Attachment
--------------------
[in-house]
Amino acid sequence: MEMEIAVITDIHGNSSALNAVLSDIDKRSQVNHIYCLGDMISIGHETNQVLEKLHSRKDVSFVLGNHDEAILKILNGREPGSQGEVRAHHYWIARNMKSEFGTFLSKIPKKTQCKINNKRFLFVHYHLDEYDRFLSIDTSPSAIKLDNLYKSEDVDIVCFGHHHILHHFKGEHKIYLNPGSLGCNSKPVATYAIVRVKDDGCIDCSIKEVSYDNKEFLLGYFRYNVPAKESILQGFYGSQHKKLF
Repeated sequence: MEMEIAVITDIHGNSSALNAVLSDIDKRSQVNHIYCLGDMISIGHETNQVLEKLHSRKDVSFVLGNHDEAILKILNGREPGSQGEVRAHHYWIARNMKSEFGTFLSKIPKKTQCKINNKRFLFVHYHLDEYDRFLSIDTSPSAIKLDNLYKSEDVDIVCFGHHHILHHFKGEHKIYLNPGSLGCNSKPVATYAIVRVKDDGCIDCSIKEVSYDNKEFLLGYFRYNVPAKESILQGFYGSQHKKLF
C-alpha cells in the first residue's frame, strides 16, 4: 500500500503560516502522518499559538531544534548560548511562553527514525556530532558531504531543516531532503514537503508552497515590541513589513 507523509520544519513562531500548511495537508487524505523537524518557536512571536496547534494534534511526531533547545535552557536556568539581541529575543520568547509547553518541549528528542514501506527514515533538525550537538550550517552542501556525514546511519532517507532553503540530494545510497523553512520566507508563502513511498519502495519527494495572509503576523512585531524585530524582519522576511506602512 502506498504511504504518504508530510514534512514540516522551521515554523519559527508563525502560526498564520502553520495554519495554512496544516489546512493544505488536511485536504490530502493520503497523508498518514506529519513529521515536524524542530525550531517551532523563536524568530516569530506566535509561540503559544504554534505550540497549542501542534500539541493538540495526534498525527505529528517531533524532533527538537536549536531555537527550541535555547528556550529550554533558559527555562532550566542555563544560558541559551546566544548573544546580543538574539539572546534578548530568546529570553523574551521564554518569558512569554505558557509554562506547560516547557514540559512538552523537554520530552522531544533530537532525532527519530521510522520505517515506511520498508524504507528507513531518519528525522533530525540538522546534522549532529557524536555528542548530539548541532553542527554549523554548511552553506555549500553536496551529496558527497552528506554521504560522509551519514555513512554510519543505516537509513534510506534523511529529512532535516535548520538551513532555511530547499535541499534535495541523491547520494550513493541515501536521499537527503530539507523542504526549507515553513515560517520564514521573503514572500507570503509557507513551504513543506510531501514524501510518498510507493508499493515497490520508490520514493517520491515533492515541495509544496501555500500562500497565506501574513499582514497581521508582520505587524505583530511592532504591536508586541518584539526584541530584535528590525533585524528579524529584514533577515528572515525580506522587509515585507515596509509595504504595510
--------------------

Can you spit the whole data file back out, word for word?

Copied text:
[in-house]
Amino acid sequence: MEMEIAVITDIHGNSSALNAVLSDIDKRSQVNHIYCLGDMISIGHETNQVLEKLHSRKDVSFVLGNHDEAILKILNGREPGSQGEVRAHHYWIARNMKSEFGTFLSKIPKKTQCKINNKRFLFVHYHLDEYDRFLSIDTSPSAIKLDNLYKSEDVDIVCFGHHHILHHFKGEHKIYLNPGSLGCNSKPVATYAIVRVKDDGCIDCSIKEVSYDNKEFLLGYFRYNVPAKESILQGFYGSQHKKLF
Repeated sequence: MEMEIAVITDIHGNSSALNAVLSDIDKRSQVNHIYCLGDMISIGHETNQVLEKLHSRKDVSFVLGNHDEAILKILNGREPGSQGEVRAHHYWIARNMKSEFGTFLSKIPKKTQCKINNKRFLFVHYHLDEYDRFLSIDTSPSAIKLDNLYKSEDVDIVCFGHHHILHHFKGEHKIYLNPGSLGCNSKPVATYAIVRVKDDGCIDCSIKEVSYDNKEFLLGYFRYNVPAKESILQGFYGSQHKKLF
C-alpha cells in the first residue's frame, strides 16, 4: 500500500503560516502522518499559538531544534548560548511562553527514525556530532558531504531543516531532503514537503508552497515590541513589513 507523509520544519513562531500548511495537508487524505523537524518557536512571536496547534494534534511526531533547545535552557536556568539581541529575543520568547509547553518541549528528542514501506527514515533538525550537538550550517552542501556525514546511519532517507532553503540530494545510497523553512520566507508563502513511498519502495519527494495572509503576523512585531524585530524582519522576511506602512 502506498504511504504518504508530510514534512514540516522551521515554523519559527508563525502560526498564520502553520495554519495554512496544516489546512493544505488536511485536504490530502493520503497523508498518514506529519513529521515536524524542530525550531517551532523563536524568530516569530506566535509561540503559544504554534505550540497549542501542534500539541493538540495526534498525527505529528517531533524532533527538537536549536531555537527550541535555547528556550529550554533558559527555562532550566542555563544560558541559551546566544548573544546580543538574539539572546534578548530568546529570553523574551521564554518569558512569554505558557509554562506547560516547557514540559512538552523537554520530552522531544533530537532525532527519530521510522520505517515506511520498508524504507528507513531518519528525522533530525540538522546534522549532529557524536555528542548530539548541532553542527554549523554548511552553506555549500553536496551529496558527497552528506554521504560522509551519514555513512554510519543505516537509513534510506534523511529529512532535516535548520538551513532555511530547499535541499534535495541523491547520494550513493541515501536521499537527503530539507523542504526549507515553513515560517520564514521573503514572500507570503509557507513551504513543506510531501514524501510518498510507493508499493515497490520508490520514493517520491515533492515541495509544496501555500500562500497565506501574513499582514497581521508582520505587524505583530511592532504591536508586541518584539526584541530584535528590525533585524528579524529584514533577515528572515525580506522587509515585507515596509509595504504595510